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Solutions: Listen to the Stories. Invest.

Screen Shot 2018-02-14 at 9.42.53 AMSolutions: Listen to the stories of those who are most impacted by inequity. Invest in organizations that are informed by and lead by those who are most impacted.

In Asheville: Word on the Street/La Voz de los Jovenes is one of those organizations.

“I’ve been wanting a place where youth can just be themselves,” said 14-year-old Serenity Lewis

“It’s kinda helping youth of color get their voice out within the community. We’ve all noticed there’s a problem, and we want to go at it and fix it, or try to.” – Quantasia Williams, 18 years old

Listen to this segment about them on public radio.

 

 

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What Is This Moment Calling For?

Ashley041417-219As 2018 walks into my life, making herself at home like she’s been here all along, I’m reaching out to you, most of the people that I know, because now feels like the time.

As I see it, we are facing an opportunity of our lifetime: Can we learn or remember how to take better care of one another and guide ourselves towards a future that is more humane than this moment we are living now?

Most days, I have hope that it’s possible. In my 40 years of life, I’ve been blessed to meet thousands of incredible people all around the world. I’m in awe of how many folks from different backgrounds and life experiences are actively investing their energy and resources towards creating a more compassionate future. I hypothesize that perhaps the majority of people on this planet have good in our hearts and are capable of acting in ways that bring out the positive side of humanity.

So in 2018 – that’s a question that I’m exploring and where I will continue to focus my attention. Here are a few things that I believe which guide me:

  • People are amazing and capable of so much goodness
  • We are wiser together — the challenges that we face at this time are solvable when lead by the collective wisdom of diverse groups
  • If we face the truth of the past and present, then we are capable of imagining a future and working together to create the world we dream of
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Facing the Challenges of This Time

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“In the face of daunting challenges, we must summon the courage to believe we are the ones we have been waiting for, take risks, and experiment towards solutions. We’re being asked to believe in our inherent capacity, step into the unknown, and challenge deeply held assumptions. For most of us, that’s radically disruptive and contrary to how we’ve organized ourselves to succeed in life… Together we will become the leaders we collectively need. And in the process we will continuously grow and shift and change to meet each new challenge.”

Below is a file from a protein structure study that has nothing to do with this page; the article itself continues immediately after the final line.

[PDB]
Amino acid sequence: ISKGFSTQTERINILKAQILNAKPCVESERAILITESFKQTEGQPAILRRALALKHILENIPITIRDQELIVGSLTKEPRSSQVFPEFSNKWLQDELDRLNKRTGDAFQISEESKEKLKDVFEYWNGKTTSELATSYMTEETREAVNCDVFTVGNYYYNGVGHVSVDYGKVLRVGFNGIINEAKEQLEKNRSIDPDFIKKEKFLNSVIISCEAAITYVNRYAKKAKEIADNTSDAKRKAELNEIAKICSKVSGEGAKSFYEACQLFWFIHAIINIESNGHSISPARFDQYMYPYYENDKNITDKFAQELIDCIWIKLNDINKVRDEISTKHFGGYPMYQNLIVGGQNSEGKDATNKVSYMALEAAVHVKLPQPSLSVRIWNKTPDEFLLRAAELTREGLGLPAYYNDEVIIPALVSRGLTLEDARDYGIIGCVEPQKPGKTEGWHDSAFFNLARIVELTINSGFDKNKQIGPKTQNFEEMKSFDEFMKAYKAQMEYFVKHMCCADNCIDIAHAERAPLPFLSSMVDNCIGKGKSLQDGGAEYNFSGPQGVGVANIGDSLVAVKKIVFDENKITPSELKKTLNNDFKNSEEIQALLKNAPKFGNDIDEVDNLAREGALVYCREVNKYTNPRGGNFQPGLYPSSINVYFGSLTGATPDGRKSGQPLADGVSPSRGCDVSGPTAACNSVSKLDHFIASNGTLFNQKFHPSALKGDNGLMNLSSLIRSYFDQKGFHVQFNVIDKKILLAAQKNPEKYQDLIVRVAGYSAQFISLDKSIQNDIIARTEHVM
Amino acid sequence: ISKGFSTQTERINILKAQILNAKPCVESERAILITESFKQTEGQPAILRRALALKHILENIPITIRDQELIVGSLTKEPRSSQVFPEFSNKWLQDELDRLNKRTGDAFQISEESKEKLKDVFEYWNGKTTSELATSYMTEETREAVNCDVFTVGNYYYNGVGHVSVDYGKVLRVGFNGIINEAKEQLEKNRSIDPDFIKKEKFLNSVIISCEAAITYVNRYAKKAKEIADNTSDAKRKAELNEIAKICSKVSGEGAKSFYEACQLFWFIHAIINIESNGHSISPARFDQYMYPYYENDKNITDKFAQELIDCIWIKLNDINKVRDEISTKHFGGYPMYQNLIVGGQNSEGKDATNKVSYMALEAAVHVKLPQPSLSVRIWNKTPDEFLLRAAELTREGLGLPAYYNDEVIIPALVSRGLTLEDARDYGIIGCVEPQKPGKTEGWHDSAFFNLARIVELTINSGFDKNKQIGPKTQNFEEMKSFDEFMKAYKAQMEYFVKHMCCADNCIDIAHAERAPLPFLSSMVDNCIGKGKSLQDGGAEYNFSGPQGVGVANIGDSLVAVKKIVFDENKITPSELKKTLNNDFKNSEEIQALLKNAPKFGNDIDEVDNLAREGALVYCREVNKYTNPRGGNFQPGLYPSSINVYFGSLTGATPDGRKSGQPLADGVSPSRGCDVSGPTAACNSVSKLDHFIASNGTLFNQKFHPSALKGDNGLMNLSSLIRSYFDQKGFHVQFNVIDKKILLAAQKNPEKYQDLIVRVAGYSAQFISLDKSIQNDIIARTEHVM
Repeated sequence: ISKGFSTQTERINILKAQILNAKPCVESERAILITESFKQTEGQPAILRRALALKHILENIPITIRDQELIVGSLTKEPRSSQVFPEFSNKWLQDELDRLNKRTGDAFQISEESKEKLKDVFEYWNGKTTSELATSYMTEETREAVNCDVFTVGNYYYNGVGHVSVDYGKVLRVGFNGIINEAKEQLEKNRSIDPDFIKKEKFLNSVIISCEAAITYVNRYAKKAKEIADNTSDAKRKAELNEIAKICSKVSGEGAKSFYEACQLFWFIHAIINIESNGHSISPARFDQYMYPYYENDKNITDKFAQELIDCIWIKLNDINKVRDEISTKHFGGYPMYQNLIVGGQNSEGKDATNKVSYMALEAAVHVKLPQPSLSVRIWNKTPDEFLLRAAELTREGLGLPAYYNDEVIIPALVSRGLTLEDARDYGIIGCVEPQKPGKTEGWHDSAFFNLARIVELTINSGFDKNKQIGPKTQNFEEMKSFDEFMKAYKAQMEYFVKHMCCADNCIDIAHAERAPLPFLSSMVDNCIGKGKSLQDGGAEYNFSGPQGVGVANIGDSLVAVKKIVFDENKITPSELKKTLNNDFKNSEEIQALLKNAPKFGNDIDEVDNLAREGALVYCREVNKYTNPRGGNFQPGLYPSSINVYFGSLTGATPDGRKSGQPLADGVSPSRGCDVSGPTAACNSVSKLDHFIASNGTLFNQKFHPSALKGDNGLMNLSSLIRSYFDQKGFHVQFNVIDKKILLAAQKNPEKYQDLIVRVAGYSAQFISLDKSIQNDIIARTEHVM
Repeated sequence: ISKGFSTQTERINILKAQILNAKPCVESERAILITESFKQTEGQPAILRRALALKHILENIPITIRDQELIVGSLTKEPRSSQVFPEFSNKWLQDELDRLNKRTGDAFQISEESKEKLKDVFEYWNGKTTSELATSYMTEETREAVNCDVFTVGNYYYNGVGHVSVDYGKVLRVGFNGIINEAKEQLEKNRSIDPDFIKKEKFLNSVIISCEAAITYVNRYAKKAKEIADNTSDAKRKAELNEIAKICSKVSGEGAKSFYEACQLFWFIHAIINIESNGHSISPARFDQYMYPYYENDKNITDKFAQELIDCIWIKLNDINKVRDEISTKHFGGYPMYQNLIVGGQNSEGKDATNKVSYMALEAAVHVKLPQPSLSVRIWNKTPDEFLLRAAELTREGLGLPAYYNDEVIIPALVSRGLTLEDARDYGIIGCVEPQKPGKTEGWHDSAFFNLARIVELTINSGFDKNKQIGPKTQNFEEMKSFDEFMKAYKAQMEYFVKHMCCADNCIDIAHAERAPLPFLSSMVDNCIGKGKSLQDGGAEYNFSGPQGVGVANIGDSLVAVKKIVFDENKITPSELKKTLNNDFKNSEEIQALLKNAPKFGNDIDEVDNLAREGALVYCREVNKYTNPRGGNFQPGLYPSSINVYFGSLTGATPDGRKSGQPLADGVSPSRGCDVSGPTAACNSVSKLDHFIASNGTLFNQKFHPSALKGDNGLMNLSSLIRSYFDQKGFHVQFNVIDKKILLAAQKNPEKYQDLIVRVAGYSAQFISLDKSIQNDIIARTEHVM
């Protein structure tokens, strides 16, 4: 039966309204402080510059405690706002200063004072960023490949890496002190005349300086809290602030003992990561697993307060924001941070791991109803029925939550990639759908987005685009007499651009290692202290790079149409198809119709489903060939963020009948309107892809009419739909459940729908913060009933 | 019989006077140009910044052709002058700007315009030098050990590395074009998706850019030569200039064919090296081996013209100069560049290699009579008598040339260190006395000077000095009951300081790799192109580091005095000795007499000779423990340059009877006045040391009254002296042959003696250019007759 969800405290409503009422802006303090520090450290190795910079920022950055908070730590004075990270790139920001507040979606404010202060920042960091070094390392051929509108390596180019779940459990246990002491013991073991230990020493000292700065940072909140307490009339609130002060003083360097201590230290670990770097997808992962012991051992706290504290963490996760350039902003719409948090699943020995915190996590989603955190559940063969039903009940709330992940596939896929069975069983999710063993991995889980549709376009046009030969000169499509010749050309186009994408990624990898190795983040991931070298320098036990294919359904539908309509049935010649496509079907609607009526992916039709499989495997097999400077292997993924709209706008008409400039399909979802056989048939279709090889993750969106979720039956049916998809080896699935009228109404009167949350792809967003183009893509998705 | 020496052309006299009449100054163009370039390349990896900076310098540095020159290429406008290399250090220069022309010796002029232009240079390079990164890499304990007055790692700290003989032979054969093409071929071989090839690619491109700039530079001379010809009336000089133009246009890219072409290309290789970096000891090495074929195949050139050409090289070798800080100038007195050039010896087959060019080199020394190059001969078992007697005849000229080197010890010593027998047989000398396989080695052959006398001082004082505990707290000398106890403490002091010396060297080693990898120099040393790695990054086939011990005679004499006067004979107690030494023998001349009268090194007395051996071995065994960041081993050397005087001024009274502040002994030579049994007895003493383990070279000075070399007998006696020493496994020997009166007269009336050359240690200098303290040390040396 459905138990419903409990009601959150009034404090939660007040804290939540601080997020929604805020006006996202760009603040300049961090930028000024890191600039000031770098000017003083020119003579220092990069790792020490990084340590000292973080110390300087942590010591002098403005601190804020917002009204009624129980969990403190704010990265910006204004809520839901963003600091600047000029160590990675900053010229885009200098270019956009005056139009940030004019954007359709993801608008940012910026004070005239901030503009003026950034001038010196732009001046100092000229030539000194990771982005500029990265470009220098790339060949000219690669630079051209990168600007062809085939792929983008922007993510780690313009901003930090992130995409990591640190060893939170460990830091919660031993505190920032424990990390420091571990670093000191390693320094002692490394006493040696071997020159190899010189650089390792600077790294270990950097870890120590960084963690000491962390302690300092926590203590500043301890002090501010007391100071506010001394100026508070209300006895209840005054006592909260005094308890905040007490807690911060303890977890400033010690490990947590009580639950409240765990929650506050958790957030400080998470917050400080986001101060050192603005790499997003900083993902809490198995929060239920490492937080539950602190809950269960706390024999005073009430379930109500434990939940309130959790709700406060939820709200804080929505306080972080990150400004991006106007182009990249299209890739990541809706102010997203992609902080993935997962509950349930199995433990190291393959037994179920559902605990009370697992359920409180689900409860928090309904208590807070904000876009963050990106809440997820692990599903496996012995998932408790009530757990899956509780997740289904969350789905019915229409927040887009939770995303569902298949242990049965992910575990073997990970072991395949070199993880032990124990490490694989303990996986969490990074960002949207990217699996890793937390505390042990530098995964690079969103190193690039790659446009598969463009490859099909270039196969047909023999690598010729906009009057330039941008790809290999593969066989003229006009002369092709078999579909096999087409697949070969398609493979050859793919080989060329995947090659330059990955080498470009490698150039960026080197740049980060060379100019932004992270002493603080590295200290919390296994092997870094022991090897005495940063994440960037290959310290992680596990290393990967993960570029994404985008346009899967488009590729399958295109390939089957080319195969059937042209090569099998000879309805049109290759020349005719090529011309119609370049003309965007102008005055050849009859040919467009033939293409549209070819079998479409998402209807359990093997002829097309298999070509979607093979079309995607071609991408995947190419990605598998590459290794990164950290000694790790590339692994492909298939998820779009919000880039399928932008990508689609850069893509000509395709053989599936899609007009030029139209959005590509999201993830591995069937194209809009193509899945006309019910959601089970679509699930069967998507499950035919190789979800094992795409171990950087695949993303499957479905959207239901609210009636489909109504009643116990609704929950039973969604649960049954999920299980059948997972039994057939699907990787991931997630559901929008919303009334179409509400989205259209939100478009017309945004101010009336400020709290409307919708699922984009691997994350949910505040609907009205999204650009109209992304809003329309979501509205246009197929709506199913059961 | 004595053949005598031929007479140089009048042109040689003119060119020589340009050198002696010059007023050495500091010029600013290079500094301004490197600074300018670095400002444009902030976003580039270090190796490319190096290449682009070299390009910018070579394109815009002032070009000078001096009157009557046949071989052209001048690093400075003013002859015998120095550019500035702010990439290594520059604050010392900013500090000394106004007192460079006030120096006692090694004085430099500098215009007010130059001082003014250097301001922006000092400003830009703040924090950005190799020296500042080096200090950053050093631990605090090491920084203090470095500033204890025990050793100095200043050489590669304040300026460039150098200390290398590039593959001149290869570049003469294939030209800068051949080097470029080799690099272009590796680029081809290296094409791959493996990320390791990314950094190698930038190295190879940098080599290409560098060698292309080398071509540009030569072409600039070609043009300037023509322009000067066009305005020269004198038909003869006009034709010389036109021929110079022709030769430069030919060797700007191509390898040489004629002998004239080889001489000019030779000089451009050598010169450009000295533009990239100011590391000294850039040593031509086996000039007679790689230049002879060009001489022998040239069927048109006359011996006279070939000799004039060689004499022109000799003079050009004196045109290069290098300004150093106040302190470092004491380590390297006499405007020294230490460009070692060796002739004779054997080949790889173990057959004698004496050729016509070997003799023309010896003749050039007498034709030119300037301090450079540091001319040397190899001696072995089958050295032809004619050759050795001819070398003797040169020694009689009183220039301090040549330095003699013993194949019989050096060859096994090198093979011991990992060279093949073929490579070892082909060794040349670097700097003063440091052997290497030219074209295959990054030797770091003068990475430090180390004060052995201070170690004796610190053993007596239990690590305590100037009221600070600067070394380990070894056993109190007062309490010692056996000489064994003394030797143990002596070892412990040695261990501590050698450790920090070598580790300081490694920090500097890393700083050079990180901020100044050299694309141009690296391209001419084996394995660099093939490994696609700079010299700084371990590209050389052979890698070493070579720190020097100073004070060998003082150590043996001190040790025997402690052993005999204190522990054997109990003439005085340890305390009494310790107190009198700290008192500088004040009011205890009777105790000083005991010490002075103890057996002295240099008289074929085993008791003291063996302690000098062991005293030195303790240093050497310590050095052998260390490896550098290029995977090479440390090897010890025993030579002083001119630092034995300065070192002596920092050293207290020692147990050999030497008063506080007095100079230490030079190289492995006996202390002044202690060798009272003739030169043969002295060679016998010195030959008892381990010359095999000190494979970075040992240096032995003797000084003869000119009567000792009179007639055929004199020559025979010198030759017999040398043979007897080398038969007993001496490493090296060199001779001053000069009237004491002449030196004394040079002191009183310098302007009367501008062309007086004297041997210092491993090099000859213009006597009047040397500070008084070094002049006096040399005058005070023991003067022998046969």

Jodie Tonita from Social Transformation Project, published in Emergent Strategy by Adrienne Maree Brown.

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Honoring the Homeless Community Leaders

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Every single person has gifts to offer. So many people in so many different life circumstances, dedicate their days and nights to giving their gifts and serving a greater good. My heart purrs deeply reading about these folks being honored and recognized for their service and fierce compassion.

“The awards centered on who in the BeLoved group (people who are living on the streets) has really shown leadership qualities and has been working on behalf of the whole community to create change.”

So much love and gratitude for BeLoved Asheville and the gracious souls ofAmy CantrellAdrienne Sigmon, and Ponkho Bermejo.

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Earthseed Series with adrienne maree brown

Screen Shot 2017-12-29 at 10.07.02 PMSo much goodness in this podcast about Octavia Butler, her books, particularly the Earthseed Series, Emergent Strategy and fierce guidance for liberation movement work. Continued gratitude to Adrienne Maree Brown.

Key Questions in the podcast:

  • Who was Octavia Butler?